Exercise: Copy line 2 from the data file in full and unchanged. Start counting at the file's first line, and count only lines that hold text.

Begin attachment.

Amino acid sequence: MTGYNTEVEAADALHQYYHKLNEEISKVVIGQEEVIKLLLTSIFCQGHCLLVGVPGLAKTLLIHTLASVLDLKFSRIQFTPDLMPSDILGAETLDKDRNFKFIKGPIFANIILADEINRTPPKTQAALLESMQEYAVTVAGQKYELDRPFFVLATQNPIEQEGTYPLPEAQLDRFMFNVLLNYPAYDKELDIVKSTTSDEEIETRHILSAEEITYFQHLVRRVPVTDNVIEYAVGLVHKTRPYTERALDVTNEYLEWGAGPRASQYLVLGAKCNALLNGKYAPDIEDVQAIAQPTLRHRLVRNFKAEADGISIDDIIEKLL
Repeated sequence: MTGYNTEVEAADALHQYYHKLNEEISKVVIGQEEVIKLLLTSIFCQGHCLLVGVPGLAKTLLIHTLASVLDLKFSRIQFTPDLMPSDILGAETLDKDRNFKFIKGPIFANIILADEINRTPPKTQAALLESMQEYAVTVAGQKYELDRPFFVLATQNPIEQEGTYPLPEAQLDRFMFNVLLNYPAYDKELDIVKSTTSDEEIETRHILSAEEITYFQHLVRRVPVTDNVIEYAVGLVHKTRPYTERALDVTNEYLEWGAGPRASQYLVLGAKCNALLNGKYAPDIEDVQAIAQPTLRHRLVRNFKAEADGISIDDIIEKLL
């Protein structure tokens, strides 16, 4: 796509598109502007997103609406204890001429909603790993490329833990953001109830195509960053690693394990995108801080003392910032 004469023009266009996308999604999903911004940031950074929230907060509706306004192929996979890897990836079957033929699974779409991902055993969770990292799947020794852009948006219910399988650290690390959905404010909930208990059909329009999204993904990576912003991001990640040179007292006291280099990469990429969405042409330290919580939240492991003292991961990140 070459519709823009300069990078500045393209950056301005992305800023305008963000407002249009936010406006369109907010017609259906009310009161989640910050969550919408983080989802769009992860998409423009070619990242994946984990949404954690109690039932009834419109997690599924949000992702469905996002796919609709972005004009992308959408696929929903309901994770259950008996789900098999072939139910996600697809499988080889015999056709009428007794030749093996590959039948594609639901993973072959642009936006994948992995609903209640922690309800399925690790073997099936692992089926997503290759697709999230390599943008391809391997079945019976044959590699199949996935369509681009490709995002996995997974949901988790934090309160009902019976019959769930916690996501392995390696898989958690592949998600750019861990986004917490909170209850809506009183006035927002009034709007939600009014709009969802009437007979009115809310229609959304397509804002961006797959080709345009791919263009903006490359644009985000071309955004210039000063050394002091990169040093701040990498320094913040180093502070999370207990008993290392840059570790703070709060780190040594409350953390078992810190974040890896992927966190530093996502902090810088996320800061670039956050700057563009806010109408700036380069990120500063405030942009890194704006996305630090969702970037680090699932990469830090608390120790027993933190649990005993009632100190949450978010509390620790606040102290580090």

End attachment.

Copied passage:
Repeated sequence: MTGYNTEVEAADALHQYYHKLNEEISKVVIGQEEVIKLLLTSIFCQGHCLLVGVPGLAKTLLIHTLASVLDLKFSRIQFTPDLMPSDILGAETLDKDRNFKFIKGPIFANIILADEINRTPPKTQAALLESMQEYAVTVAGQKYELDRPFFVLATQNPIEQEGTYPLPEAQLDRFMFNVLLNYPAYDKELDIVKSTTSDEEIETRHILSAEEITYFQHLVRRVPVTDNVIEYAVGLVHKTRPYTERALDVTNEYLEWGAGPRASQYLVLGAKCNALLNGKYAPDIEDVQAIAQPTLRHRLVRNFKAEADGISIDDIIEKLL